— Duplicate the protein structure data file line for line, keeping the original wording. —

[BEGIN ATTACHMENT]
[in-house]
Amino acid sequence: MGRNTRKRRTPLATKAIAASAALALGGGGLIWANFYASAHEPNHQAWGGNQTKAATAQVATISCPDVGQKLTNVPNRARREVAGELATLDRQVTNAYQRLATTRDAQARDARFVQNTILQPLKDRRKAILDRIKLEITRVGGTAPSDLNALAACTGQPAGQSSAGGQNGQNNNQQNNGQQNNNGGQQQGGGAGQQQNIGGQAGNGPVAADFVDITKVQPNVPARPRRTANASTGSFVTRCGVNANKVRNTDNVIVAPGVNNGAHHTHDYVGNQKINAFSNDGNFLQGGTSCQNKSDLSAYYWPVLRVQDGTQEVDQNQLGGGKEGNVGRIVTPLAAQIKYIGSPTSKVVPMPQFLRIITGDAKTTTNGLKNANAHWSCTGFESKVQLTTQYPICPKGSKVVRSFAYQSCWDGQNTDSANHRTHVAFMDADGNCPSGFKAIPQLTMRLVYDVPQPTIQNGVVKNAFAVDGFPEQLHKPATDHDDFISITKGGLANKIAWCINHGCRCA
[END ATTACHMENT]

[in-house]
Amino acid sequence: MGRNTRKRRTPLATKAIAASAALALGGGGLIWANFYASAHEPNHQAWGGNQTKAATAQVATISCPDVGQKLTNVPNRARREVAGELATLDRQVTNAYQRLATTRDAQARDARFVQNTILQPLKDRRKAILDRIKLEITRVGGTAPSDLNALAACTGQPAGQSSAGGQNGQNNNQQNNGQQNNNGGQQQGGGAGQQQNIGGQAGNGPVAADFVDITKVQPNVPARPRRTANASTGSFVTRCGVNANKVRNTDNVIVAPGVNNGAHHTHDYVGNQKINAFSNDGNFLQGGTSCQNKSDLSAYYWPVLRVQDGTQEVDQNQLGGGKEGNVGRIVTPLAAQIKYIGSPTSKVVPMPQFLRIITGDAKTTTNGLKNANAHWSCTGFESKVQLTTQYPICPKGSKVVRSFAYQSCWDGQNTDSANHRTHVAFMDADGNCPSGFKAIPQLTMRLVYDVPQPTIQNGVVKNAFAVDGFPEQLHKPATDHDDFISITKGGLANKIAWCINHGCRCA